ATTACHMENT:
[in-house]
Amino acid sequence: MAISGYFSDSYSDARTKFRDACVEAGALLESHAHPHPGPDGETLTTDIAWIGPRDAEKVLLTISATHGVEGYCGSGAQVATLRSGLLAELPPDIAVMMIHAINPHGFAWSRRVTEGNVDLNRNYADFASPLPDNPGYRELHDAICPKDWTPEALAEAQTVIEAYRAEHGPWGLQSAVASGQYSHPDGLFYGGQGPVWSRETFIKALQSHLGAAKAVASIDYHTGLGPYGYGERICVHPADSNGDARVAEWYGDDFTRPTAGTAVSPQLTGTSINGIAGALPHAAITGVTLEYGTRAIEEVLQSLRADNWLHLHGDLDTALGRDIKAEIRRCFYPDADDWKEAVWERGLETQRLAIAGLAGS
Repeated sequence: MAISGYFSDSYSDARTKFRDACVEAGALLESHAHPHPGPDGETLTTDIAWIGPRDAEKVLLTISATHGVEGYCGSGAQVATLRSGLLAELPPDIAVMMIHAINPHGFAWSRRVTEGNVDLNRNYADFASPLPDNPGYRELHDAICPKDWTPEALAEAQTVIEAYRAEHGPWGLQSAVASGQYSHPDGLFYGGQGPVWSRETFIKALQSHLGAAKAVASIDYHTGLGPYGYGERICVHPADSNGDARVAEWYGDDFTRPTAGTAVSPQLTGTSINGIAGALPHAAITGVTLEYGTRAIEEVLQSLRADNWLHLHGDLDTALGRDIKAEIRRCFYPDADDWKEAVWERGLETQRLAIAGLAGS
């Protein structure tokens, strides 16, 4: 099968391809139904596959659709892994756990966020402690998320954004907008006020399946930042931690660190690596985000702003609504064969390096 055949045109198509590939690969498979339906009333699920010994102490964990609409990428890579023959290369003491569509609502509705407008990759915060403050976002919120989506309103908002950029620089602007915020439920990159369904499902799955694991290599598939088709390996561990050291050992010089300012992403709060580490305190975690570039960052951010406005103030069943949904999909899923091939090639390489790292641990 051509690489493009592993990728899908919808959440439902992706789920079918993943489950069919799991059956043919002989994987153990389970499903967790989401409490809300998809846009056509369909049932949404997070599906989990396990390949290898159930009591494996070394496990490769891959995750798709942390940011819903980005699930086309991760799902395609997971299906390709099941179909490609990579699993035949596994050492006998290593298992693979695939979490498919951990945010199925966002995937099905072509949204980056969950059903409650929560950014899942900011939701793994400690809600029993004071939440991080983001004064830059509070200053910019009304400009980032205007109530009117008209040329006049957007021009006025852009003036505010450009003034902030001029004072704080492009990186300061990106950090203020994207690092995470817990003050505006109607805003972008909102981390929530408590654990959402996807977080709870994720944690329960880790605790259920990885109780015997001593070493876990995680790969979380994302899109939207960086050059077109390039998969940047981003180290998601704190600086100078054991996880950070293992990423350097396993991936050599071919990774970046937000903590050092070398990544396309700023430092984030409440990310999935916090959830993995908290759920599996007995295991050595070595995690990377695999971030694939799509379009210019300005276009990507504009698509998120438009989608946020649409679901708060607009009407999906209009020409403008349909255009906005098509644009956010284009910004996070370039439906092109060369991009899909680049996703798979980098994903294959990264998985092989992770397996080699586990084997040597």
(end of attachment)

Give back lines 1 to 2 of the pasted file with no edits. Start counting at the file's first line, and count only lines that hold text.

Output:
[in-house]
Amino acid sequence: MAISGYFSDSYSDARTKFRDACVEAGALLESHAHPHPGPDGETLTTDIAWIGPRDAEKVLLTISATHGVEGYCGSGAQVATLRSGLLAELPPDIAVMMIHAINPHGFAWSRRVTEGNVDLNRNYADFASPLPDNPGYRELHDAICPKDWTPEALAEAQTVIEAYRAEHGPWGLQSAVASGQYSHPDGLFYGGQGPVWSRETFIKALQSHLGAAKAVASIDYHTGLGPYGYGERICVHPADSNGDARVAEWYGDDFTRPTAGTAVSPQLTGTSINGIAGALPHAAITGVTLEYGTRAIEEVLQSLRADNWLHLHGDLDTALGRDIKAEIRRCFYPDADDWKEAVWERGLETQRLAIAGLAGS